Settling into the nearly empty Pixel theatre in Paris, the décor announces the colour of Jean Genet’s one-act play: a red vanity cabinet, a red table and a red velvet chair. Three bouquets of white and gold fake flowers do however sting my eye as Genet specifically wrote at the begging of the play in a chapter entitled “How to Play The Maids” that the flowers had to be real. For the writer of Our Lady of the Flowers, who used flowers a metaphor for so many aspects of his life, it would have been such a nice touch. Understandably fake flowers are probably due to budget questions. There is no bed either although the scene takes plays in the bedroom of the maid’s wealthy Madame and the bed also figures in Genet’s requirements. Again, possibly due to the small size of the stage. Fine. Let’s have a look at the play.
Inspired by a real story: the Papin case, where two sisters, employed as maids, brutally murdered their employer’s wife and daughter, the murder was seen as a blow against class oppression.
In the absence of their mistress, Claire and Solange play a game they like to call the ceremony. Claire makes herself up at the dressing table and calls in Solange to prepare her dress and accessories. The game ends with Solange pretending to strangle her sister who is sat in front of her vanity cabinet wearing one of Madame’s brown dresses. Why brown, you might ask. Good question. The dress is supposed to be red, announcing the crime of the dénouement of both the game and the play. Plus, the added dialogue on the colour “caramel” of the dress is just bizarre.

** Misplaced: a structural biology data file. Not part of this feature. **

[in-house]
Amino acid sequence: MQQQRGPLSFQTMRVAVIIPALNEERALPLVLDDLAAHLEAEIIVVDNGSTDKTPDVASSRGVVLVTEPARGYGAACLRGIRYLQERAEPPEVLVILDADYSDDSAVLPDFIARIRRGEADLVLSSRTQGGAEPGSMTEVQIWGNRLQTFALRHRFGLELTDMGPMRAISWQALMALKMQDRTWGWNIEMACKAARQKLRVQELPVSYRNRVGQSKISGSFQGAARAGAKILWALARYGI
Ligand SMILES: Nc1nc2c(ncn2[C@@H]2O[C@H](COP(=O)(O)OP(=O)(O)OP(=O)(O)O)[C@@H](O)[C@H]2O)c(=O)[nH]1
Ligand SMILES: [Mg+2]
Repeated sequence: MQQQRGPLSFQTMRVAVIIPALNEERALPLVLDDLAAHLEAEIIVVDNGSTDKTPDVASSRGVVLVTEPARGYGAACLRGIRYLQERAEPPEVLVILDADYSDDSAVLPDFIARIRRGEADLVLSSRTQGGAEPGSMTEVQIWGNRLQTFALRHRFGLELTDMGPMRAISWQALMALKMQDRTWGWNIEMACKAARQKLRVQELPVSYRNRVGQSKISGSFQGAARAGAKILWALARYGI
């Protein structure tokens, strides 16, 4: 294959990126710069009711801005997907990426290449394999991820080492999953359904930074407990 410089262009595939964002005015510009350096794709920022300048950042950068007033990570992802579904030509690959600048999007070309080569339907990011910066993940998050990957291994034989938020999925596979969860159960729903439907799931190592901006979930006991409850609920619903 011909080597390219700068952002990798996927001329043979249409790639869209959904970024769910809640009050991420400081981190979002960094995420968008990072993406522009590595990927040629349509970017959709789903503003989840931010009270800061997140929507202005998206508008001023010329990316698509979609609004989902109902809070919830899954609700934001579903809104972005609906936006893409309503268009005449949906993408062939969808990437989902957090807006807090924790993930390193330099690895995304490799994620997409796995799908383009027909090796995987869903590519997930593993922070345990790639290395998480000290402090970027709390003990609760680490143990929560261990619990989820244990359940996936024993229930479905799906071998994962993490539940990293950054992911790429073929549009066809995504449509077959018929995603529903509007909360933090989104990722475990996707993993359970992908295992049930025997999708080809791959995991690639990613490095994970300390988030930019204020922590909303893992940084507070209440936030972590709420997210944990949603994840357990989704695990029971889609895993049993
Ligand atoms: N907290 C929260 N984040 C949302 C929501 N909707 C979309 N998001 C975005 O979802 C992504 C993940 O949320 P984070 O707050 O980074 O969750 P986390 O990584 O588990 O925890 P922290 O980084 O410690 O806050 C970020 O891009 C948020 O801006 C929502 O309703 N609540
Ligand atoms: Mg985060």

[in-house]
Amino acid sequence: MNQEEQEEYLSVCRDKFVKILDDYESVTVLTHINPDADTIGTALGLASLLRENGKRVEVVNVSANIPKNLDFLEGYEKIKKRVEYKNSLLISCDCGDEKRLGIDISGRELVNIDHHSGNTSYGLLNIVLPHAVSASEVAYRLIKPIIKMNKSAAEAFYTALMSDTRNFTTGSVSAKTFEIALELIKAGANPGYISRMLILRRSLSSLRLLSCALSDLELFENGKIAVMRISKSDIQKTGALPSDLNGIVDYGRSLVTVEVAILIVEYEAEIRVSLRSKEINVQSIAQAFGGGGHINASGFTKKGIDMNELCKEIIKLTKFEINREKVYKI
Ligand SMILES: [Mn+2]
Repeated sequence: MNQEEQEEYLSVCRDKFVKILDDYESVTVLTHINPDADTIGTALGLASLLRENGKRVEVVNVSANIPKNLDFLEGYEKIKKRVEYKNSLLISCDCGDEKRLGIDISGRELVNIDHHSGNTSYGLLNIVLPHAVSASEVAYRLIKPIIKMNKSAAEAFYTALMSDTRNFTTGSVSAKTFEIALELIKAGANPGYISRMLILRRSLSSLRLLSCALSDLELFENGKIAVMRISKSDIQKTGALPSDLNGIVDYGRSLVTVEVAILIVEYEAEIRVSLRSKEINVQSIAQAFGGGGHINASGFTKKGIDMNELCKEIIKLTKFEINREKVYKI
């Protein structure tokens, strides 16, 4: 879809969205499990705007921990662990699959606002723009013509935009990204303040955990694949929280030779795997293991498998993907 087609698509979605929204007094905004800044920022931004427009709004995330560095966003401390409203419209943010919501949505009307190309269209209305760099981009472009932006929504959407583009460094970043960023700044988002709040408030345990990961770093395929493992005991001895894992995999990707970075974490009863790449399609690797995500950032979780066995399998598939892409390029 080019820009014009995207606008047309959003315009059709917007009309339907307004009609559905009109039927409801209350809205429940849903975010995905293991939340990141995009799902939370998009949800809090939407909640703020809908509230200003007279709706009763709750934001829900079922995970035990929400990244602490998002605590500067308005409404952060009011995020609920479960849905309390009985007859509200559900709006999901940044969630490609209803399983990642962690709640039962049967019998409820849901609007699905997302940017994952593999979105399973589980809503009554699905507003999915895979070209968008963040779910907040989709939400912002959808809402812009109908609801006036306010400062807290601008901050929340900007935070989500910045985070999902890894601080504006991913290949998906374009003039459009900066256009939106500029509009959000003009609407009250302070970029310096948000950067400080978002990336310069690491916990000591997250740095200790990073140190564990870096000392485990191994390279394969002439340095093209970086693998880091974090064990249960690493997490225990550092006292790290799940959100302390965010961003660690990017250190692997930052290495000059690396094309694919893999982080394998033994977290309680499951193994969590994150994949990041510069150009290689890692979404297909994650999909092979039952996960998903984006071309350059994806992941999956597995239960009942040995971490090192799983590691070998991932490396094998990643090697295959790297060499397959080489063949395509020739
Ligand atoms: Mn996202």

The acting is very difficult to critique because the two women are playing someone playing someone else but the dialogues are punctuated by too many mistakes, the voices and tones are far too similar between both characters played by each actor. However, when Claire and Solange go back to playing their own selves, a few long monologues power through the play illuminated by Solange’s shiny eyes and deviant smile.
The maids barely have the time to clean up their mess that Madame is already entering the property. The Madame fantasised since the begging of the play turns out to be in fact a Monsieur dressed as a wealthy woman. The accuracy with Genet’s vision and life is striking and beautifully pleasing. Sadly, the character is not played seriously enough, after all, Genet did say that Madame shouldn’t be too cliché. It ends with yet another disappointment: Claire is about to drink the poison set up to kill Madame, but before she does, the stage turns dark.
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